They held hands when Neon Narcissist stumbled onstage, Aubrey at the lead. Like the other three band members, he wore all black, black leather spiked cuffs, black vest. With one of his heavy black boots, he kicked a Coke can halfway across the auditorium. He growled into the mike.
And then the music enveloped them, feedback from the amps, squeaks, drums so loud they beat all other thoughts from your head, stripped your brain of meaningless day-to-day shit, left only the primal. Nipple knew Anita had brought earplugs, but he closed his eyes, beat his head to the sound, let go. From his old music days, he picked up the blues rhythms, the distorted guitar, the constant beat of drums that wouldn’t allow you to hang onto polite society but demanded you riot. The harshness of the music cloaked the aggressive lyrics, but Nipple’d already read Aubrey’s words, knew the anarchy they embodied, the nuclear annihilation. The speed of the riffs, the discordance, created some huge wall he had no desire to climb out of.
He opened his eyes. Two distinct lines had formed in the audience, all kids, facing each other as Neon tore up their guitars. Aubrey grunted and groaned before launching into an anthem he’d written about Son of Sam.
Nipple stood, Anita tugging at his sleeve, almost ripping it to make him sit back down, but he would not. He removed her grasp finger by finger, then walked over to join the group. He knew about mosh pits, but why had two lines formed? The amplification of sounds prevented verbal communication, but bodies could be felt beside each other, animal smells, power. The crowd started a countdown. When they reached one, the two lines ran straight into each other, bodies squeezing, jumping. One guy slugged another in the face and somehow Nipple ended up cheering, too. He flailed his arms, crashed into more bodies. Suddenly he was airborne, being thrown by different sets of hands, until he felt himself slipping head-first to the floor.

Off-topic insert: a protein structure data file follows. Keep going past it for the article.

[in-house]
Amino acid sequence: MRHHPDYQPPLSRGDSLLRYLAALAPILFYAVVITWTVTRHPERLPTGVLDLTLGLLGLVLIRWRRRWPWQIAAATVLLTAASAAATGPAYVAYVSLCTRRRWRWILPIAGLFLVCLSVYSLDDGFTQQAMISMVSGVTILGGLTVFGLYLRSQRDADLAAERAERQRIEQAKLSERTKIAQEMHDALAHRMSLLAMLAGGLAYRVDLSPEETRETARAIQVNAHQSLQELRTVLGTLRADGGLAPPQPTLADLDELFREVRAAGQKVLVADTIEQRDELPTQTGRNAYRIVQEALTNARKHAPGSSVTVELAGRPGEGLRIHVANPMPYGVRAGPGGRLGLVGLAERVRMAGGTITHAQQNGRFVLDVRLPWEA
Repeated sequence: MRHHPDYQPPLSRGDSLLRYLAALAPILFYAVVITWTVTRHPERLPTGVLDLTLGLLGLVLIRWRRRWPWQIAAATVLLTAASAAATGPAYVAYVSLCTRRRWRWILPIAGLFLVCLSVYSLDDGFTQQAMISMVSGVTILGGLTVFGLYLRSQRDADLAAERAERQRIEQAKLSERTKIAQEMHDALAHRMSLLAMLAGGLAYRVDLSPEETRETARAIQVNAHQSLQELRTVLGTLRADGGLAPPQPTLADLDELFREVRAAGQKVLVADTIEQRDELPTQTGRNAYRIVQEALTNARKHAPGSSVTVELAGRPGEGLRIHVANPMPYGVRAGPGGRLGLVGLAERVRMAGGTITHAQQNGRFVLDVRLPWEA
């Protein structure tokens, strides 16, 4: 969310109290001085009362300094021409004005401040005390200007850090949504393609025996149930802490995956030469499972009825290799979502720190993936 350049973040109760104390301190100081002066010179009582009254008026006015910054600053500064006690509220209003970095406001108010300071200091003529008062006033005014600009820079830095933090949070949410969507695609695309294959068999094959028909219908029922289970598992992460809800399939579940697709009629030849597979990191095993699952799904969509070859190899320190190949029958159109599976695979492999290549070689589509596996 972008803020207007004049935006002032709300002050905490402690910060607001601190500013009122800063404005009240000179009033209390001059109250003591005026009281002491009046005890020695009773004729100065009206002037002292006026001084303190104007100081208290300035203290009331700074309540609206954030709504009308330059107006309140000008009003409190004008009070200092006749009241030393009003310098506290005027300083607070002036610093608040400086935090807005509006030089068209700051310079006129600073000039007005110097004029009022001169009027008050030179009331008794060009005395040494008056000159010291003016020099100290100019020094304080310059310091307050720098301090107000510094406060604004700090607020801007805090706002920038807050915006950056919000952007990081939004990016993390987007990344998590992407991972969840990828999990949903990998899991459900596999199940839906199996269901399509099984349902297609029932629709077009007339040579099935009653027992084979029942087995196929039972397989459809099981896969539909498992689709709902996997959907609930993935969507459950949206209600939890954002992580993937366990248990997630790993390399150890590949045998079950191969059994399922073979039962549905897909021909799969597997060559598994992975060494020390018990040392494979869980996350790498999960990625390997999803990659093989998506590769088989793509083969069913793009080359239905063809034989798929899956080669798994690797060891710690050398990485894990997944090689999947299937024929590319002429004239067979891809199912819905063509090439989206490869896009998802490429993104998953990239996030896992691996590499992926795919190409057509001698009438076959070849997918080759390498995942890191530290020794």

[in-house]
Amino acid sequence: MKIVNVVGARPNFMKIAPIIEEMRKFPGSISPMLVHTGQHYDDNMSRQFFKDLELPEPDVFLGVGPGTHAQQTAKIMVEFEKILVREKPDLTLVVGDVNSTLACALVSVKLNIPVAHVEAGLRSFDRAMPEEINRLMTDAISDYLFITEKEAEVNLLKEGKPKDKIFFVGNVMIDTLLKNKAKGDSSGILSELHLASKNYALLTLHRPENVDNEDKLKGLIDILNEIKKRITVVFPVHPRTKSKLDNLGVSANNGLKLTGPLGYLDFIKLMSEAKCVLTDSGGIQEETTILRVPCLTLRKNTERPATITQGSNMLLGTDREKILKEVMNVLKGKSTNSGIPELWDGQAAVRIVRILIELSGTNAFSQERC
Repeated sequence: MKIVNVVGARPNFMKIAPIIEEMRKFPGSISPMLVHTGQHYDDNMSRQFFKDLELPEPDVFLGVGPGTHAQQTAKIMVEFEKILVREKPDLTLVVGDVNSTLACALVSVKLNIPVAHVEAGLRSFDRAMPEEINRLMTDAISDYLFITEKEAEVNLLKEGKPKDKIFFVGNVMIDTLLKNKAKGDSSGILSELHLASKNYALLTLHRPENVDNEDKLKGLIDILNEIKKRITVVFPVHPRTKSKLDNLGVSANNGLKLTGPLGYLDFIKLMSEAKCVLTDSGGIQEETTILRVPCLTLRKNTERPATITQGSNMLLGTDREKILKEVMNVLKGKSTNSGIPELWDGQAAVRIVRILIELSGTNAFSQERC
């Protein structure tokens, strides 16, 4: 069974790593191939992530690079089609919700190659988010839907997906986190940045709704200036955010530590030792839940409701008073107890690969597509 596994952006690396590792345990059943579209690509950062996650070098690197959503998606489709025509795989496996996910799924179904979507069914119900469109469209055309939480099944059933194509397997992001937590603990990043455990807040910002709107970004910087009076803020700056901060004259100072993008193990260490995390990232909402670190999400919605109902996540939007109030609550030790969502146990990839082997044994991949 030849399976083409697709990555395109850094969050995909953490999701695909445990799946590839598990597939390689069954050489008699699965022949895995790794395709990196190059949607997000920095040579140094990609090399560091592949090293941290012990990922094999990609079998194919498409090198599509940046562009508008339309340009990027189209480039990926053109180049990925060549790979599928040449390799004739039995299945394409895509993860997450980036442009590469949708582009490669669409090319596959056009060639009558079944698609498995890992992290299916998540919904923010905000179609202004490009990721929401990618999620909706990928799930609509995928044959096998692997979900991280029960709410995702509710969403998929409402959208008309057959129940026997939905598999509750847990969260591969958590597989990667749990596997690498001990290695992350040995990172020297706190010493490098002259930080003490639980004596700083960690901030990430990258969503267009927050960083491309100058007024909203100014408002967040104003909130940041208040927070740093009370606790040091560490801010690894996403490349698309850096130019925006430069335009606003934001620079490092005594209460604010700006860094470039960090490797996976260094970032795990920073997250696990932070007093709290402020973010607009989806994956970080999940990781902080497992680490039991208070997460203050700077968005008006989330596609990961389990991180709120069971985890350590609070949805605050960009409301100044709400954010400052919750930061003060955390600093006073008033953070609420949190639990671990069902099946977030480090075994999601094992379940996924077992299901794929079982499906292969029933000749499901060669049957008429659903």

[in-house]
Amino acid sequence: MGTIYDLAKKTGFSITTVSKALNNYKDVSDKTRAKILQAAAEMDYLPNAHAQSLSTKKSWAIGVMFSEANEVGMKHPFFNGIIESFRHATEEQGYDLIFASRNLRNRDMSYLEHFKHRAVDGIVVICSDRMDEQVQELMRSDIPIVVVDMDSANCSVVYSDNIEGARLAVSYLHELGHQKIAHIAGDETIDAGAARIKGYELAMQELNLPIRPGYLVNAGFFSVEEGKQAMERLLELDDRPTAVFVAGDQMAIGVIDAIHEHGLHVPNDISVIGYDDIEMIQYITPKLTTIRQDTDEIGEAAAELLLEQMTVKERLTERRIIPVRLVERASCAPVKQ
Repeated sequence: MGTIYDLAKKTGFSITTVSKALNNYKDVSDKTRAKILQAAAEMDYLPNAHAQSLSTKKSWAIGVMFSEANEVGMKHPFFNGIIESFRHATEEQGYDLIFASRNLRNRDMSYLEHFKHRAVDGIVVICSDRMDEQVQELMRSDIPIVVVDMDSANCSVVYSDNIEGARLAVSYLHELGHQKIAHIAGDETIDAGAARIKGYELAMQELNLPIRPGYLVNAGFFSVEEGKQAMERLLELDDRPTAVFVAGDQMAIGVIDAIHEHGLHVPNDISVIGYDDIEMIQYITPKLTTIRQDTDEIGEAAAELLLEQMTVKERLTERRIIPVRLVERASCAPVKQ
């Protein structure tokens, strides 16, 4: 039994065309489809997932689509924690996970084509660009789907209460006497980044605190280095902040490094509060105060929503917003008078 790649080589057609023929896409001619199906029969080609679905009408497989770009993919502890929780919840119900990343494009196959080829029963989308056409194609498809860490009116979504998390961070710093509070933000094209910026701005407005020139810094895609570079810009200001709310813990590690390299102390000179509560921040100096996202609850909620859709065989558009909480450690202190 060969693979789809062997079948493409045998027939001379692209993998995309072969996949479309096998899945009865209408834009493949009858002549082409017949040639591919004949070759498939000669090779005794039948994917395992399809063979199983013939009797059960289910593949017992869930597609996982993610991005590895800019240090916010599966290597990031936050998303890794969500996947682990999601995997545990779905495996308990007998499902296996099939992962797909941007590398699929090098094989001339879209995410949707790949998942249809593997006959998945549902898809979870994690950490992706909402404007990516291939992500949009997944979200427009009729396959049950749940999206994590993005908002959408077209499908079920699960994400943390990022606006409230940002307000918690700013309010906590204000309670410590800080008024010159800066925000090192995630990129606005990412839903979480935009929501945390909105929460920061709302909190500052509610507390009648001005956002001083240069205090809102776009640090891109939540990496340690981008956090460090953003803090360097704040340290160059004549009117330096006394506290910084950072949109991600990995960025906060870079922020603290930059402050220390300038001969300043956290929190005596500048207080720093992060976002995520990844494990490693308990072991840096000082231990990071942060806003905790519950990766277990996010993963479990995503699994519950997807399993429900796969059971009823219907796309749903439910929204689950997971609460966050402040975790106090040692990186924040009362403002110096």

When he opened his eyes, he could tell time had passed. The room was bright and white. Heaven? Then he saw blood on his clothes, a doctor and a nurse. Anita was perched beside him on a bed, holding his hand.
“Condénele!” she said when she realized his eyes had opened. “How could you, Mark? I thought you were dead.”
A nurse patted her shoulder. “Let’s not excite him, ma’am. He needs calm.”
Apparently, they’d already given him a lot of tests. A few hours later, Nipple was released. Anita drove, helped him straight into bed.
He awoke the next day to Aubrey standing beside his bed, staring, crumbs of his toast freckling the carpet. “Saw you got to taste the Wall of Death in the mosh.” It’d been a while since Nipple had seen him smile.
“People don’t get it, but it’s a release,” Aubrey said.
Nipple nodded. “Great show, Aubrey. Really.” He held his hand up, and the two shook.
Aubrey leaned against the wall. “Still think your college band was better?”
“Just a little,” Nipple said.
Bonnie ZoBell’s new book, What Happened Here, a novella and connected stories, was pre-released at AWP 2014 by Press 53. Her fiction chapbook, The Whack-Job Girls, was published in March 2013. Visit her at www.bonniezobell.com.
Setting the Piles
This is meant to be the work of setting
things right, but what would the Choptank
River care if the pier popped up
piling by piling and floated toward the open
Bay? What else returns with the swans
and the blue crabs? Rainbows of gasoline
from inboard and outboard engines, drippings
of wood stain and sealant marshaled against
the sun, meant to keep pressure-treated wood
from splintering in the heat of the day,
the noise of ride mowers and highway traffic.
I set the piles in the springtime with a hose
and a long piece of copper tubing. I work
the tip of the mosquito-like needle down
around the edges of the pilings, moving the silt
and mud away with the force of water
so that I can shove the great wooden nail
back into the earth, setting my palms
one on top of the other on the hammered
copper top, green around the edges,
throwing my body up and coming down
on it, driving it in the mud with my weight.
I make each piling even with the others.
This is supposed to be the work of
“setting things right” but you push and push
until your jumping and leaning
only pulls the piling loose again, until
you’ve driven the thing as deep as it’s
going to go, and it quietly, gathering
force you could never bring to bear,
resists, at last, further driving.